Louisville Medicine Volume 69, Issue 5 - Page 13

MEDICAL LEADERSHIP ( IN-TRAINING ) AUTHOR Kevin Jacob , BS

MEDICAL LEADERSHIP ( IN-TRAINING ) AUTHOR Kevin Jacob , BS

A BRIGHT FUTURE FOR LEADERSHIP

What does it mean to be a great leader in medicine ? The answer is ill-defined , but we know great leaders when we see them . As a junior student , I worked with a 68-year-old lady with metastatic breast cancer that was causing her significant bone pain , cachexia and overall weakness . Her clinic visit involved a small army of consultants . Physicians , nurses and medical assistants were all dedicated to ensuring that her palliative care wishes were met . They focused on giving her the care and compassion that we all want for a family member . It was only afterwards that I had time to process the leadership and communication skills that it took for her physician to coordinate and organize all the aspects of her care , taking all the time needed with the patient who was her sole focus . The clinic was designed and led in such a way that every patient was afforded this experience , testifying to the efforts made to iron out the irritations and inefficiencies , to deliver better , more personable care .

As I round the corner of graduating medical school , I ’ ve enjoyed learning from what seems to be the entire hospital and had the privilege of learning from many physicians whom I consider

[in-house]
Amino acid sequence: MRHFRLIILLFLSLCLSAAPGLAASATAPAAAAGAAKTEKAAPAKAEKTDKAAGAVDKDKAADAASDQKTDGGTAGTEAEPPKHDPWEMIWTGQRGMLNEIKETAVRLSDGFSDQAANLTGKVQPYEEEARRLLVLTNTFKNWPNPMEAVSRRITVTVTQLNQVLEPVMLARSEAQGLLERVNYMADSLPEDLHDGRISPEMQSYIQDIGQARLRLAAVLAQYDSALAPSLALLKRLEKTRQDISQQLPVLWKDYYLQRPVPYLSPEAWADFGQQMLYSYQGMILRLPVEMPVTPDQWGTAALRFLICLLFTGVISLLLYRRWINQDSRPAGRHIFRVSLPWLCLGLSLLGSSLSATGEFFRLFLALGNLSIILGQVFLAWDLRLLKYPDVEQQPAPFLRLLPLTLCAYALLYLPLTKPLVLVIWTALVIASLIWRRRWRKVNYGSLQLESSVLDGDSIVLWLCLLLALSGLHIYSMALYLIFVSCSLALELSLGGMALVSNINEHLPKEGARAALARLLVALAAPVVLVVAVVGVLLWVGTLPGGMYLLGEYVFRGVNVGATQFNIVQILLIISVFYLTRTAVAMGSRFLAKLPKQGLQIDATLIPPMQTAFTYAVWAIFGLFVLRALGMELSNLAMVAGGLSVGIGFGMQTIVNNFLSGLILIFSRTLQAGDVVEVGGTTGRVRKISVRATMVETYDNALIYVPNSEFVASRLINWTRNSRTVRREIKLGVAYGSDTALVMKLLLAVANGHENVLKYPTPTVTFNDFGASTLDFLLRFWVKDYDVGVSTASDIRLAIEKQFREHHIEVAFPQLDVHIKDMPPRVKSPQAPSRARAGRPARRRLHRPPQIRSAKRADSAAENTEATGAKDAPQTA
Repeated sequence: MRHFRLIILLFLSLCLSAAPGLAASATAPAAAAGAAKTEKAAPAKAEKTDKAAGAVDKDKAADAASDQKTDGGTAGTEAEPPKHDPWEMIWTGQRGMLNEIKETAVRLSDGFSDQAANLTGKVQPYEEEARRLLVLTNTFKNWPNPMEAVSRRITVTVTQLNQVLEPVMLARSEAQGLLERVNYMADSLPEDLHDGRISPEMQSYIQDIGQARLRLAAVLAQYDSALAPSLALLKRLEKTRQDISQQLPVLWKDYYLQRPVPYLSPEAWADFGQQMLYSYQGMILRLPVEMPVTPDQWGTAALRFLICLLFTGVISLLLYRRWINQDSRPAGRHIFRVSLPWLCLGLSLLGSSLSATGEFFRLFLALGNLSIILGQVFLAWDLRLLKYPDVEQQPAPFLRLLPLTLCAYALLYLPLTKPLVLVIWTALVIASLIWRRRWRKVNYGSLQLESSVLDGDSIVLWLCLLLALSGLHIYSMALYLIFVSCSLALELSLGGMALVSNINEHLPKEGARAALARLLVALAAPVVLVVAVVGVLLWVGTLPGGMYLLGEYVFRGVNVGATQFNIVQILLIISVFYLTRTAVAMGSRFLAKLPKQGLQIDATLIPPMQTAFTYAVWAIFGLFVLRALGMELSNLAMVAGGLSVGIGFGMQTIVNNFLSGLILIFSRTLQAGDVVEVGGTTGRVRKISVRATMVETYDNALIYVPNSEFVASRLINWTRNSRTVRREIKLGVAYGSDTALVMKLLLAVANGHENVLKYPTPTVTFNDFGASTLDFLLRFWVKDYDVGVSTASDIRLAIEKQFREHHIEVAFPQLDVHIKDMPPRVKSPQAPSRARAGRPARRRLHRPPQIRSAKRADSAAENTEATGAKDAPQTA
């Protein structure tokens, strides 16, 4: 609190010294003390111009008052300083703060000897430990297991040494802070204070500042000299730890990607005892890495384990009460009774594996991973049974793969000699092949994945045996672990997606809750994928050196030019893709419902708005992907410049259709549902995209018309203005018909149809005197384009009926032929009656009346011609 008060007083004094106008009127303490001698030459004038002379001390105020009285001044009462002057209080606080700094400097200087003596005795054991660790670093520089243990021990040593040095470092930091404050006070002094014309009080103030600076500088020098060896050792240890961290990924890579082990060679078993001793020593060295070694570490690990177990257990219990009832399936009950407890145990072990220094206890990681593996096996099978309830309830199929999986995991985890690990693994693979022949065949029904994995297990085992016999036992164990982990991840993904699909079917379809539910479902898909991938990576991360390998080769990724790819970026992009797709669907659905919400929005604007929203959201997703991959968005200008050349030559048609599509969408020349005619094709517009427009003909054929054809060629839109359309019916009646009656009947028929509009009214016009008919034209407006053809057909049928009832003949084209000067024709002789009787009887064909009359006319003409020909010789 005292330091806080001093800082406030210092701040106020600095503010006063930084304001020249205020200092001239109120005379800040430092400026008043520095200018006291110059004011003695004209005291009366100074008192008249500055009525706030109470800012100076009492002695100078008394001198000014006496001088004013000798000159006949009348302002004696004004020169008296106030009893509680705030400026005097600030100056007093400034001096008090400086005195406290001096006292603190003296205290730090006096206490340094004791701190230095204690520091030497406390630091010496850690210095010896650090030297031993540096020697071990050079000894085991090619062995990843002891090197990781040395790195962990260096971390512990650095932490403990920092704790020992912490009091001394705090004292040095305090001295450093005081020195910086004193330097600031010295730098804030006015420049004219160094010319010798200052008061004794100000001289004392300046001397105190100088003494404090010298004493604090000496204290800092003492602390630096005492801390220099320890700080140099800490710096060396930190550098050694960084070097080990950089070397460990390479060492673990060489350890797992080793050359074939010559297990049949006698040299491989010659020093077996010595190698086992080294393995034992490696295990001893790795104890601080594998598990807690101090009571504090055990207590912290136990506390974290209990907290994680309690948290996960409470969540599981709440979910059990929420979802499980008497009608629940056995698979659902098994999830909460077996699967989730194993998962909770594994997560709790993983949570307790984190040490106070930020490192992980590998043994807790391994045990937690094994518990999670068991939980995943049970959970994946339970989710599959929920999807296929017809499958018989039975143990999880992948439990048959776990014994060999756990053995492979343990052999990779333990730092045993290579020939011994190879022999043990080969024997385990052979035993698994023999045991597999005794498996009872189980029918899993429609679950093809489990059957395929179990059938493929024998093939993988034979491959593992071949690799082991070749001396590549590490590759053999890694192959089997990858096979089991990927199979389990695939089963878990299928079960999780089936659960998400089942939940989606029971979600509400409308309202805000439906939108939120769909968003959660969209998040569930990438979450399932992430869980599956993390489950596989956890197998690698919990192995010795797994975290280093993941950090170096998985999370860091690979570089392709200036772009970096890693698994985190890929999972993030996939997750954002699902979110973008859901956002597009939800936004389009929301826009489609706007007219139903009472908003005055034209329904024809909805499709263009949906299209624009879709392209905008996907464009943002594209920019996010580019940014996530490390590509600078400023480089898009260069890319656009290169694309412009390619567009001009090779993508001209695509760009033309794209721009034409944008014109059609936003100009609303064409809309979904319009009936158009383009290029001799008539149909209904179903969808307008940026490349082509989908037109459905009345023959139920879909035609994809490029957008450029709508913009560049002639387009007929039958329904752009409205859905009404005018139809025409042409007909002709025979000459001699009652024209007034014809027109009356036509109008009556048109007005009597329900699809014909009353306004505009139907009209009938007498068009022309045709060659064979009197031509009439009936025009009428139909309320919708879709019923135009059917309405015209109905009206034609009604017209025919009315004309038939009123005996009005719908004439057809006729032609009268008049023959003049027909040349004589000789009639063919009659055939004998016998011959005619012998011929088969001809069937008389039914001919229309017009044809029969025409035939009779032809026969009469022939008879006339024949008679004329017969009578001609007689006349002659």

great leaders and mentors . I ’ ve found myself wondering not just about what it means to be a great leader in medicine , a title that is ill-defined by any one specialty or interest , but what it takes to become one .
Leadership takes practice , patience and preparation . In medical school , we do all that we can to prepare ourselves to take medical sciences from the textbook to the patient . Identifying pathology and management is enough to answer a board question but it isn ’ t enough to ensure our patients receive the care that they need . Physicians must use their interpersonal skills to overcome barriers to care for patients and work together with the health care team . As I progressed through my training , it became apparent that the medical field largely self-selects for those interested in leadership and science . Medical school admissions then further select those with leadership experience and deemed academic and leadership aptitude . It ’ s well understood that this academic aptitude must be methodically cultivated and practiced as it shapes students into residents and residents into practicing physicians . However , we often rest on our laurels when it comes to the leadership aptitude that got us into medical school and defer cultivating it to a more convenient time . Investing in leadership and effective communication skills by practicing them early in our training is certainly something to
( continued on page 12 ) OCTOBER 2021 11